- $543.1 million budgeted for capital construction and maintenance projects
- $204.7 for routine maintenance
- $41 million in Local Maintenance and Improvement Grants (LMIG)
- $1 million in bonds allocated for the repair, replacement, and renovation of our state’s bridges to ensure safety
Along with passing the FY2017 budget, the House passed a number of important bills that are now being considered by the state Senate. House Bill 34, known as the “Georgia Right to Try Act,” will allow for terminally-ill patients to more quickly access experimental drugs/procedures. Full FDA clearance takes three phrases (up to ten years). HB34 will allow patients to try drugs/procedures that have passed the first phase (meaning treatments have met all safety precautions). Physicians would be required to provide written documentation for eligible patients stating the following:
- patient has a terminal illness
- patient considered all other treatment options
- patient received recommendation by the physician
- patient has given written informed consent
Manufacturers of certain experimental drugs will not be required to offer or charge for the treatment, and health benefit plans have the option to provide coverage to investigational products, but will not be required to cover the costs. Any medical physician, who recommends, prescribes, or treats an eligible patient with investigational drugs, would not be held liable by the Georgia Composite Medical Board under HB 34.
House Bill 798 received overwhelming support. HB 798 would change HOPE and Zell Miller Scholarships to consider home schooled students and students from previously ineligible or non-accredited high schools. Eligibility would be determined by standardized college admissions tests, such as the SAT and ACT, which are available to all students. Students who fall in the two above groups who score in the 75th percentile or higher nationally would be eligible for the HOPE Scholarship; students who score in the 93rd percentile would be eligible for the Zell Miller Scholarship. The bill also changes the Zell Miller Scholarship eligibility for students graduating from eligible high schools by requiring a score in the 80th percentile or higher on the ACT or the SAT, in addition to maintaining a minimum 3.7 GPA.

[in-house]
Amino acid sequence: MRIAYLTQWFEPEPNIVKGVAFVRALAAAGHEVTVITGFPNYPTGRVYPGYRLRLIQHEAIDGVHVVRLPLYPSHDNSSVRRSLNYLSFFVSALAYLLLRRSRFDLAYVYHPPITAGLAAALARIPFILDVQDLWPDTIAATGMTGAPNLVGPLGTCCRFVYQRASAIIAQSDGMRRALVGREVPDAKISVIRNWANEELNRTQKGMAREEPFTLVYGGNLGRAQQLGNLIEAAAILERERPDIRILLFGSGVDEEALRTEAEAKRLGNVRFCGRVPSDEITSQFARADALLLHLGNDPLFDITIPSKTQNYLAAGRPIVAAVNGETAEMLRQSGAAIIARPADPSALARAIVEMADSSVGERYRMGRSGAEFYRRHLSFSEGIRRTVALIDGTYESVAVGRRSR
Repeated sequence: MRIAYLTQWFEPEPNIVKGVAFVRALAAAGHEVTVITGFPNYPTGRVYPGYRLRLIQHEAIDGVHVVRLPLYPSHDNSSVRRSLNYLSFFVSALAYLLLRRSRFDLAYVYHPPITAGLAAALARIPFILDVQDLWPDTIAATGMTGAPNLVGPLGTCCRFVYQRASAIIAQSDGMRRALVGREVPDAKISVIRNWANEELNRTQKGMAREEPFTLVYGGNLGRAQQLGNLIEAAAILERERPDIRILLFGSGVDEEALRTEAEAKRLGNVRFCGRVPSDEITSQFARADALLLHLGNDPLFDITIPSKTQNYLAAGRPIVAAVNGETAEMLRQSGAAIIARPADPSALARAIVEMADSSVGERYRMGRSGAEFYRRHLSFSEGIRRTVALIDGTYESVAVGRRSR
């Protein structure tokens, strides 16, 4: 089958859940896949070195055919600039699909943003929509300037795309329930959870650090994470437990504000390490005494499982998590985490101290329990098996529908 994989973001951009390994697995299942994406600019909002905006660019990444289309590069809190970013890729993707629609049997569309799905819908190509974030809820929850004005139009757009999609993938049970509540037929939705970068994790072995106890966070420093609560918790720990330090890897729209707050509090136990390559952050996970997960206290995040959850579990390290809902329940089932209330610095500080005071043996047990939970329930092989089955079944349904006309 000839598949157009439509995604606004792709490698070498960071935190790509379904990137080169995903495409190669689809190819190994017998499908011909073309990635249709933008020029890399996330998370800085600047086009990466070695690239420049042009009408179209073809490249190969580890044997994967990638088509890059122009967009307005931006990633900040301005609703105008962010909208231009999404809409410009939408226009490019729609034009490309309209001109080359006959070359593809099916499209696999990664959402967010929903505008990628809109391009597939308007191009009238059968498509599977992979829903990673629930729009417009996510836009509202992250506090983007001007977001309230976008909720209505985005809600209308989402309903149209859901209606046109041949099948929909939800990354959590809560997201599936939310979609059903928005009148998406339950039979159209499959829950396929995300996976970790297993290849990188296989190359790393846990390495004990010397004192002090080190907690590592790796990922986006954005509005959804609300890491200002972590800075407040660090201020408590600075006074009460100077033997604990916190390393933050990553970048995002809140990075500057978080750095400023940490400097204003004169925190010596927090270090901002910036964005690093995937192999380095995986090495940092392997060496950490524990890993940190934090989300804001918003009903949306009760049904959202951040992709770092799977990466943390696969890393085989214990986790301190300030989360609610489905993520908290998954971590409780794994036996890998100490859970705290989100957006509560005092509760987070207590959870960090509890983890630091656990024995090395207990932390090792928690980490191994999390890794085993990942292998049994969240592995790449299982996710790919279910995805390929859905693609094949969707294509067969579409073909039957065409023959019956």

House Bill 879 is another education bill that passed out of the House this week. This bill creates the “Georgia Seal of Biliteracy” to recognize high school graduates who are proficient in speaking, reading, and writing one or more languages in addition to English. Students may qualify to receive the Georgia Seal of Biliteracy by doing the following:
- Scoring four or higher on a foreign language advanced placement exam
- Scoring five or higher on a foreign language international baccalaureate exam
- completing a four-year high school course in a foreign language with an overall GPA of 3.0 or above in that coursework
- Passing the SAT II foreign language exam with a score of 600 or higher.
The Georgia Department of Education would provide the insignia to be attached to qualifying students’ diplomas. Each local school system could choose to opt-in to the program but would not be forced to participate or expend resources. It is our duty to encourage our students to broaden their horizons, and the Georgia Seal of Biliteracy will not only promote the study of foreign language, but it will certify their knowledge for future college and job applications.
Finally, my colleagues and I unanimously passed House Bill 561, which would make the “adoptable dog” the official state dog of Georgia. This bill brings awareness to the importance of adopting animals from shelters, where they face a high risk of being euthanized, and will help save the lives of many shelter animals.
You are always welcome and encouraged to visit my office at the State Capitol.My Capitol office number is 404-656-0213 and my email is Andy.Welch@house.ga.gov. I look forward to hearing from you.
And as always, thank you for allowing me to serve as your representative.